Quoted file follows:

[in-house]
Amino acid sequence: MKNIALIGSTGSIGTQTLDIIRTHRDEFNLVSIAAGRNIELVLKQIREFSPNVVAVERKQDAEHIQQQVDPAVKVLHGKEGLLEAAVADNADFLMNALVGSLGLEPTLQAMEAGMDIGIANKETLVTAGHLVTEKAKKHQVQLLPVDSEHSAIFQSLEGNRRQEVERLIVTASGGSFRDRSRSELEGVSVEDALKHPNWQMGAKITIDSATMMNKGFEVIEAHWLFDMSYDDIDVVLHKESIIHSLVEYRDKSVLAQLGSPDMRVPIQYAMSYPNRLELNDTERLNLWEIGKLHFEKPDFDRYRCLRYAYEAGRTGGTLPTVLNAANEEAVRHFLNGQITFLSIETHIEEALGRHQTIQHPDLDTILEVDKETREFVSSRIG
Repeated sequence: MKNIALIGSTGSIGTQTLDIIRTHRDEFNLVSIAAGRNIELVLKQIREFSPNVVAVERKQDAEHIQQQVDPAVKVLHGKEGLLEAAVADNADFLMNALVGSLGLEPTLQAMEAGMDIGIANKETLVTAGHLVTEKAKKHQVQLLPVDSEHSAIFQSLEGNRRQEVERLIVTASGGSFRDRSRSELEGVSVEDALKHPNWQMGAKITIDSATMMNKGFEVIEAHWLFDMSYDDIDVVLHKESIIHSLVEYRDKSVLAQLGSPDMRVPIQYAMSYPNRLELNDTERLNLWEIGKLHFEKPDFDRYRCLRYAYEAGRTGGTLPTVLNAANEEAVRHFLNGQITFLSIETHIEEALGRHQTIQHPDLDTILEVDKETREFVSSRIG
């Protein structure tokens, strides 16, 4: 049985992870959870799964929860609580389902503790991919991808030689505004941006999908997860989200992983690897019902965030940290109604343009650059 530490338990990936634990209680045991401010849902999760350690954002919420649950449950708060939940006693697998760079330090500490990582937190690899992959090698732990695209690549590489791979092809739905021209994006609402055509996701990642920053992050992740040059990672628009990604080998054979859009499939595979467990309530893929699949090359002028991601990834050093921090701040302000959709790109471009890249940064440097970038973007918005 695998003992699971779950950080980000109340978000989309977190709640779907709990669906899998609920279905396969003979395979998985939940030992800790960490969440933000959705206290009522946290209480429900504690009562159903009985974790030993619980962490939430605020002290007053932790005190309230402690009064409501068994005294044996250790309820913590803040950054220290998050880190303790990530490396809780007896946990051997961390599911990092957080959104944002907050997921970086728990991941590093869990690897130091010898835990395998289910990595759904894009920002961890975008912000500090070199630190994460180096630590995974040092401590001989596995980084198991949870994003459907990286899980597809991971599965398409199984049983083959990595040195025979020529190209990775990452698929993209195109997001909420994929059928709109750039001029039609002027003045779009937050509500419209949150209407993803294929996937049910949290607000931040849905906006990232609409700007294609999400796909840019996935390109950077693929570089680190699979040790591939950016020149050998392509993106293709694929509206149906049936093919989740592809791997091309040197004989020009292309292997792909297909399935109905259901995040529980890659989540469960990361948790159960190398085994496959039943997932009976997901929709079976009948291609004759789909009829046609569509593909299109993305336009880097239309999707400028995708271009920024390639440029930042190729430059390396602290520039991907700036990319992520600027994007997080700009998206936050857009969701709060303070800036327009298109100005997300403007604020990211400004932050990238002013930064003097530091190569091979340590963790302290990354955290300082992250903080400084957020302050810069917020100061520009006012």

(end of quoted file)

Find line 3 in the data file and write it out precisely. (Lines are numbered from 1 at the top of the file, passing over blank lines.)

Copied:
Repeated sequence: MKNIALIGSTGSIGTQTLDIIRTHRDEFNLVSIAAGRNIELVLKQIREFSPNVVAVERKQDAEHIQQQVDPAVKVLHGKEGLLEAAVADNADFLMNALVGSLGLEPTLQAMEAGMDIGIANKETLVTAGHLVTEKAKKHQVQLLPVDSEHSAIFQSLEGNRRQEVERLIVTASGGSFRDRSRSELEGVSVEDALKHPNWQMGAKITIDSATMMNKGFEVIEAHWLFDMSYDDIDVVLHKESIIHSLVEYRDKSVLAQLGSPDMRVPIQYAMSYPNRLELNDTERLNLWEIGKLHFEKPDFDRYRCLRYAYEAGRTGGTLPTVLNAANEEAVRHFLNGQITFLSIETHIEEALGRHQTIQHPDLDTILEVDKETREFVSSRIG